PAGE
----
This court reaches the opposite conclusion. The parties, and the Bankruptcy Court, acknowledge that Washington law is unclear on the priority of a surety's equitable lien. Id. at 7 ("Given the dearth of case law on this matter, one is forced to go back to the classic law of suretyship").[2]

Traditional equitable principles state that a surety receives an equitable lien on a contractor's proceeds from the moment that the surety executes its payment and performance bonds.

A surety who performs under a bond upon the contractor's default has an equitable lien on funds held by the owner; the lien arises upon the execution of the bond but does not become enforceable until the surety suffers a loss by making payments pursuant to the obligation under the bond.

10 Appleman, Insurance Law & Practice, § 6509 at 456; Simpson, Law of Suretyship, § 47 (1950). Federal law is completely in accord.

The legal theory which forms the basis of the decisions in Prairie State National Bank of Chicago v. United States, [164 U.S. 227, 17 S. Ct. 142, 41 L. Ed. 412 (1896)], and Henningsen v. United States Fidelity & Guaranty Co., [208 U.S. 404, 28 S. Ct. 389, 52 L. Ed. 547 *613 (1908)] . . . is that the application for the bonds, the execution of the bonds, . . . and other documents, create an equitable lien in plaintiff, which, if created before the four months period preceding bankruptcy, are valid and enforceable against the trustee and are not to be viewed as preferential, even though the funds upon which they are a charge are collected after the adjudication in bankruptcy . . . The plaintiff's right to an equitable lien had its inception at the time it signed as surety.

United Pacific Ins. Co. v. First National Bank of Oregon, 222 F. Supp. 243, 249 (D.Or.1963) (citations omitted); Pearlman, 371 U.S. at 139, 83 S. Ct. at 236 (surety's right of subrogation superior to bankruptcy trustee).

The Oregon state courts have considered and resolved the exact question presented here.

In an unbroken line of cases, the courts have held that when a surety executes a bond with a general contractor on a public contract, in favor of the owner, there arises, in the surety's favor, an equitable right to or lien on funds the owner properly withholds from the contractor. These funds are in the nature of a trust to reimburse the surety who is forced to pay on its bond.

In re Pacific Marine Dredging and Const., 79 B.R. 924, 928 (Bankr.D.Or.1987). Thus, United Pacific's lien on the progress payment dates back to the execution of United Pacific's bonds, November 9, 1983.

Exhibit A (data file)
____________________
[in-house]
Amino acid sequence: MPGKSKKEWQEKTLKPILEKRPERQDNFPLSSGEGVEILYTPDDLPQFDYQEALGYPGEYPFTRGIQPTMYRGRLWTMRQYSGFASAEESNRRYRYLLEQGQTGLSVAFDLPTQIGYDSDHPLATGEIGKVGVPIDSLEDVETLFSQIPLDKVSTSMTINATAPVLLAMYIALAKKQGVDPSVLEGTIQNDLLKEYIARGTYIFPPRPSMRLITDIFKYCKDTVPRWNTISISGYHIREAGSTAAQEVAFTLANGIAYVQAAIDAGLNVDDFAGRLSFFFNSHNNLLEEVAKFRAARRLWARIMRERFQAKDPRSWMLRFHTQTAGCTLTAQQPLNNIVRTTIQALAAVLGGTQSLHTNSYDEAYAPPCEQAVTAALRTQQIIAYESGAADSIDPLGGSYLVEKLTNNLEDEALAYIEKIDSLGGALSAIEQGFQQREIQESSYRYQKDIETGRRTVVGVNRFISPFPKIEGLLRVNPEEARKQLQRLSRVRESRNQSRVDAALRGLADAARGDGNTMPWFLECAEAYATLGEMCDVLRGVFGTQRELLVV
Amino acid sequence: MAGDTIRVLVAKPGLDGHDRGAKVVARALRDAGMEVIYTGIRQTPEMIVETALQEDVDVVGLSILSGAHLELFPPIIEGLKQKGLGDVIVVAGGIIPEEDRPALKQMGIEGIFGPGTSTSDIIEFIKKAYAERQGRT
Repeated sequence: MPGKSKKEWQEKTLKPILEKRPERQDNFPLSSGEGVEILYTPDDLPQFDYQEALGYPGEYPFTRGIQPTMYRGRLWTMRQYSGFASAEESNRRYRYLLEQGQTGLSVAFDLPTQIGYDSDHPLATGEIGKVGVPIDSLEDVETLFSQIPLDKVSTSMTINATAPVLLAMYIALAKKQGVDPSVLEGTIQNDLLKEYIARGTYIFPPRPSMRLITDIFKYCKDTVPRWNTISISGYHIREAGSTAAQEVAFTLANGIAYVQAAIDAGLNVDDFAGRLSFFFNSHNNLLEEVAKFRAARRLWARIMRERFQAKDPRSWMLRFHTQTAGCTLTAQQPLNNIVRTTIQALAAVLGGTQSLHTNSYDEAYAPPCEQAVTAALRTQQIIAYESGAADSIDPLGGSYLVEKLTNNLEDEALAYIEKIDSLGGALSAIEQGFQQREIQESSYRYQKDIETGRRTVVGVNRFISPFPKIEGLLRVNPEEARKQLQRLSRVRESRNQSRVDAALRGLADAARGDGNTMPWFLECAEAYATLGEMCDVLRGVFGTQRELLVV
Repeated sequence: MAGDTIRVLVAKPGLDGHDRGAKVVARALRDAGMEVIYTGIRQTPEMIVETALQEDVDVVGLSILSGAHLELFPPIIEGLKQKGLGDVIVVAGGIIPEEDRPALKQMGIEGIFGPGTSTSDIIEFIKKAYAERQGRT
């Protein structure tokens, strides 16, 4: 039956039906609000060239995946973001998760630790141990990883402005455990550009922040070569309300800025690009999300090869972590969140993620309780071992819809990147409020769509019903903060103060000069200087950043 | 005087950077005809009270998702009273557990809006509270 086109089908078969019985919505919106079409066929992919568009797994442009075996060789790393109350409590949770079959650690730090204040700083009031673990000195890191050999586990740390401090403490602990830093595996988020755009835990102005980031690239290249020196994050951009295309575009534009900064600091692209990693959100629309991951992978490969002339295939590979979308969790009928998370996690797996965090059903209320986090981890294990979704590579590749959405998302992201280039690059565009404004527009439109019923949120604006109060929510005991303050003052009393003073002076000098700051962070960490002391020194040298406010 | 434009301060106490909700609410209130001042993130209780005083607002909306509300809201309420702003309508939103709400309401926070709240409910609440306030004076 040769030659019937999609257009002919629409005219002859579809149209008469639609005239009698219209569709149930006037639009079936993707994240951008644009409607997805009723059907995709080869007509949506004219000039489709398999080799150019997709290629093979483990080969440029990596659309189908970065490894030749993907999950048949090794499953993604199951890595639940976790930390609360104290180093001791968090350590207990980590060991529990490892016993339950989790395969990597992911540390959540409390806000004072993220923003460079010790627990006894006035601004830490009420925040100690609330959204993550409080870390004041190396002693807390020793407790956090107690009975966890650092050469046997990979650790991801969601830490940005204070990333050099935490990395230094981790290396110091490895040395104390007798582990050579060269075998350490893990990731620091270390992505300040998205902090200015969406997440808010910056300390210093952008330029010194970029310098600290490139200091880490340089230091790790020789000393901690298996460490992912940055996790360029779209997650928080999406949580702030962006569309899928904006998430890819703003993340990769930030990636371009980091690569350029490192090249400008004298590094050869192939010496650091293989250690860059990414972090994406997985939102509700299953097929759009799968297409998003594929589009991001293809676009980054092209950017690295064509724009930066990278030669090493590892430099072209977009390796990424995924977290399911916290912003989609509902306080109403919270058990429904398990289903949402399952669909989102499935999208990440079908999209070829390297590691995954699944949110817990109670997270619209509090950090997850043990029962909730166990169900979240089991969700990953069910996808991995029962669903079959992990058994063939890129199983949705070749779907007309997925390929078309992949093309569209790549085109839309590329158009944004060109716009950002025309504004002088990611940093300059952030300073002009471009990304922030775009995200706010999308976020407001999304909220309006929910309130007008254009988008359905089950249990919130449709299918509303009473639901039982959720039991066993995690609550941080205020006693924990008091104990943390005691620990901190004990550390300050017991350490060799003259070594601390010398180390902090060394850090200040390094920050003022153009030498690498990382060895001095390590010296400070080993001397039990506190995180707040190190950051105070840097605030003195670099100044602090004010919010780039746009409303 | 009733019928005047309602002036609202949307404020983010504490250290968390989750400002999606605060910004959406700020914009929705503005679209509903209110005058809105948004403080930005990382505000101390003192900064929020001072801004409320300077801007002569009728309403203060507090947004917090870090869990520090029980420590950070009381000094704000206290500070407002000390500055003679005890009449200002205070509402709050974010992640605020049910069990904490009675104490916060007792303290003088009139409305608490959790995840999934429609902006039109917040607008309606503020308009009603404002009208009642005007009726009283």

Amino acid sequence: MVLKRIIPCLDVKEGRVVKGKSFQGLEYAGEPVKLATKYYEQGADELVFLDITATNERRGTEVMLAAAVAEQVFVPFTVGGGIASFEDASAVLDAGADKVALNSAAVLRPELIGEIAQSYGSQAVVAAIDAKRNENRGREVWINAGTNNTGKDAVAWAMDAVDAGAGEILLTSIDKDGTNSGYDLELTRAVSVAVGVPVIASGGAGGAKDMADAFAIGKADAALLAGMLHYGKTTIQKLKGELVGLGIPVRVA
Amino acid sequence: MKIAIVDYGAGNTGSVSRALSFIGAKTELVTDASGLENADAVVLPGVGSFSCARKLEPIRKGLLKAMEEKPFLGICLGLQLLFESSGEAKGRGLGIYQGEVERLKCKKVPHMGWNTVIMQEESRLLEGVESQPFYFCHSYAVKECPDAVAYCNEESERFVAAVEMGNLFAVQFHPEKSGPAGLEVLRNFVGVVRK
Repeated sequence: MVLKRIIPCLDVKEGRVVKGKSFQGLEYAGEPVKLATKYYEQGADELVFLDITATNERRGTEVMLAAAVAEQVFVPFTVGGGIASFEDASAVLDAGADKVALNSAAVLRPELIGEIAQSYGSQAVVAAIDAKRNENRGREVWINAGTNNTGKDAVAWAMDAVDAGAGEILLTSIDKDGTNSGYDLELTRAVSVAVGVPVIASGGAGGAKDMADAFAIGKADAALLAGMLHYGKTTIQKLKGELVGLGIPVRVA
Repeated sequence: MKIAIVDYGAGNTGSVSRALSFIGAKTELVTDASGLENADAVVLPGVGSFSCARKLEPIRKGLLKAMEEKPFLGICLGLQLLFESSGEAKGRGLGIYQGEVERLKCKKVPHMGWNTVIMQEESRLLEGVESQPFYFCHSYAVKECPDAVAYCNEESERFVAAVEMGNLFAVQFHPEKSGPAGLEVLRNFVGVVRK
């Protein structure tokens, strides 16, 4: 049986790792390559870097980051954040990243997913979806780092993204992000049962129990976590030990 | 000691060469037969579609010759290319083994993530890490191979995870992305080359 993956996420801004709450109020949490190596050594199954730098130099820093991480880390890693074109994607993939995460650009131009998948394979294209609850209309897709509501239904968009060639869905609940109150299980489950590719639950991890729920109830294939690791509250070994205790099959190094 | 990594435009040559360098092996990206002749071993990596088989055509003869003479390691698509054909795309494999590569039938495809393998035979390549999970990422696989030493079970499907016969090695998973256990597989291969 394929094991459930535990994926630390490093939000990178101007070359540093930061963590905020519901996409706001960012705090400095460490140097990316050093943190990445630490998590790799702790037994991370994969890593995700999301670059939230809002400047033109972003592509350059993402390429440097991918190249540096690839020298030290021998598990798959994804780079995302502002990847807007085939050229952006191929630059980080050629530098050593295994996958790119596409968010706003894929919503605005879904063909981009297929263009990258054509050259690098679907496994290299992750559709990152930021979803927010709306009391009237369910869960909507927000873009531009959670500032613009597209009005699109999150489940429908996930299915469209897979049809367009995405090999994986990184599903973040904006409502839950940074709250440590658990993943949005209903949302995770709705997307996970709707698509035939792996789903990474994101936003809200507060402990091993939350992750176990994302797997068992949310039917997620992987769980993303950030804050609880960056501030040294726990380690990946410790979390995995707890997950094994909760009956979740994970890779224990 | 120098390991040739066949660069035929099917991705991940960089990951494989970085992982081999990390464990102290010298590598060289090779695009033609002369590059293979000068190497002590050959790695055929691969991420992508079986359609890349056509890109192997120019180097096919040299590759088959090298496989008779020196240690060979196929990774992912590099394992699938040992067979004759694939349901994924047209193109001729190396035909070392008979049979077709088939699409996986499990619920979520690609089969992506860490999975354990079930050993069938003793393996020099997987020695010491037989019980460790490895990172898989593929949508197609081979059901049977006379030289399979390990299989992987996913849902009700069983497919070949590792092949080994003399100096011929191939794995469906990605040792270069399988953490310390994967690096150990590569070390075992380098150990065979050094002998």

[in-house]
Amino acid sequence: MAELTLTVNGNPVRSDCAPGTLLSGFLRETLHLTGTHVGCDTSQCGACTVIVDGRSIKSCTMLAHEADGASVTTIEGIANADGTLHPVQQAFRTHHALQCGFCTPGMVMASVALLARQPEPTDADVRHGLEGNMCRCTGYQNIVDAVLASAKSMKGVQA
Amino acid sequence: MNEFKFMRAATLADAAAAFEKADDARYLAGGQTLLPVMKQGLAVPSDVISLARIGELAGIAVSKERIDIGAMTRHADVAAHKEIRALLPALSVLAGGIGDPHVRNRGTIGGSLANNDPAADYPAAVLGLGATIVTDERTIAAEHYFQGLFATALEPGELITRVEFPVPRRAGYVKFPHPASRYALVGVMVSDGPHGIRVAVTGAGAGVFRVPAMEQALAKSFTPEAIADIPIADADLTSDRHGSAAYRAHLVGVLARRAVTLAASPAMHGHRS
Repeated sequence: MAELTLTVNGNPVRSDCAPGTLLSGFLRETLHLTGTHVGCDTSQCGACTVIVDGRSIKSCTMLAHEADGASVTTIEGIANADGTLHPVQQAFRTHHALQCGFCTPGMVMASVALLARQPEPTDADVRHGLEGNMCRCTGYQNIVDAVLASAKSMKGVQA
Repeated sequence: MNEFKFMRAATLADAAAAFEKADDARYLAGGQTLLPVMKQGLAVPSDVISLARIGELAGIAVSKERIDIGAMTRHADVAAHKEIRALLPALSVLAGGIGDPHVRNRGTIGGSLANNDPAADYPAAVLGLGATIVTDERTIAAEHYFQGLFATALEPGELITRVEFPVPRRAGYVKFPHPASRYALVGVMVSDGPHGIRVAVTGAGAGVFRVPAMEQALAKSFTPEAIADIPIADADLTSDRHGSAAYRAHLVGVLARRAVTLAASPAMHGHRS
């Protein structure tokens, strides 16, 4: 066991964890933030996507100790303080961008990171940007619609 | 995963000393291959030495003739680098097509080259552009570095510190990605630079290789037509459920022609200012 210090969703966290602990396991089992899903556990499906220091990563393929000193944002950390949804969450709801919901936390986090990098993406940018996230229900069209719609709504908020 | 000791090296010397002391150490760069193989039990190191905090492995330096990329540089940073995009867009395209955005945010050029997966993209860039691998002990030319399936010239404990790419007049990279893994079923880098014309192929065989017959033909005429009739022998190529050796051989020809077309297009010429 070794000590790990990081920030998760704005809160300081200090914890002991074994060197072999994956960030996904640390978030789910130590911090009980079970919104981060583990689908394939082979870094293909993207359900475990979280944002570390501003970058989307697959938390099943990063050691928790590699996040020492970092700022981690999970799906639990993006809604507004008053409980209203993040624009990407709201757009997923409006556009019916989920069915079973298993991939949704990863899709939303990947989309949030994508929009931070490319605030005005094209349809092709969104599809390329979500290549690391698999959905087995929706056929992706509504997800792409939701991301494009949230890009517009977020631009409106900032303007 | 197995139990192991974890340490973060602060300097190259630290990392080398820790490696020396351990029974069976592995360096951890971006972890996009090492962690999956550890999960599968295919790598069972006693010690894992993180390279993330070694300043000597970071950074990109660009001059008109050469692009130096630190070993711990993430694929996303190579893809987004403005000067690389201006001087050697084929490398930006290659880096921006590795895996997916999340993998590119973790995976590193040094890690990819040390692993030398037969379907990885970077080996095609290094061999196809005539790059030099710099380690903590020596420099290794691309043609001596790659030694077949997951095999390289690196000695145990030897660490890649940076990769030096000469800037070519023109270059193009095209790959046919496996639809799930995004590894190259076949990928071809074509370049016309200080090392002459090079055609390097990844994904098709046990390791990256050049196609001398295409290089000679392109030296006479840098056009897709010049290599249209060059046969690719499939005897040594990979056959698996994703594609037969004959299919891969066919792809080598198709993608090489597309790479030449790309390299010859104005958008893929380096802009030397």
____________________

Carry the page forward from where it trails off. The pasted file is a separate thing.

This court also finds as a matter of equity that United Pacific should have a superior right to the progress payment. But for the fact that Massart declared bankruptcy prior to the date that United Pacific paid Massart's debts, United Pacific would have clear possession of the funds. The Bankruptcy Court believed that since Massart completed the building before defaulting and declaring bankruptcy, that United Pacific somehow had a lesser claim. See Oral Transcript at 27-29, Appendix # 19. However, United Pacific clearly stepped in for Massart and performed Massart's obligations, albeit financial rather than structural. United Pacific deserves compensation for this no less than if United Pacific had actually performed the contract for Massart.[3]

Finally, the court finds that as a matter of public policy, United Pacific should have a superior lien on the progress payment. The District Court for the District of Oregon once again has stated this in clear and persuasive terms.

[T]he existence of this equitable lien in the law of suretyship is an absolute necessity in this day and age of municipal corporations and others requiring the posting of bonds on public and other construction work. If no such right or lien existed it would be difficult, if not impossible, to entice another to act as a surety.

United Pacific Ins. Co. v. First National Bank of Oregon, 222 F. Supp. at 250. It makes no sense to punish a surety for paying claims after a contractor declares bankruptcy, and the equitable rights of subrogation exist to protect a surety in just these circumstances. Therefore, the court finds that United Pacific's equitable lien arose when it executed its bonds in favor of Massart, November 9, 1983.

The court rules as a consequence, that Massart did not have a legal or equitable interest in the progress payment at the time it declared bankruptcy. See Pearlman, 371 U.S. at 136, 83 S. Ct. at 234-35. Thus, under 11 U.S.C. § 541, the progress payment was not the property of the bankruptcy estate, and the trustee should turn the progress payment over to United Pacific.[4]

*614 THEREFORE, the decision of the Bankruptcy Court is REVERSED.


[1] Pierce County also paid over the contract retainage fund to the trustee, which was then paid to United Pacific. See RCW 39.08; Transcript of Proceedings at 10, appendix # 19.

[2] This court knows of only one Washington case which dates a surety's right to subrogation, Johnson Service, 57 Wash. 2d at 92, 355 P.2d 815. The court finds Johnson Service inapplicable, however. That case held that under the terms of the surety's bond application, the surety's lien dated from the payment of the contractor's debts. Id. Here, the indemnity agreement between United Pacific and Massart states that United Pacific's lien dates back to the execution of the bonds.

[3] The court makes this holding only for United Pacific's subrogation to Massart's, the contractor's, rights. Clearly, Washington law requires actual performance of a contract before United Pacific becomes subrogated to Pierce County's, the owner's, rights. See Johnson Service, 57 Wash. 2d at 94, 355 P.2d 815.

[4] Since the court finds United Pacific had an equitable lien as subrogee of Massart's rights, it does not reach United Pacific's claims under the indemnity agreement.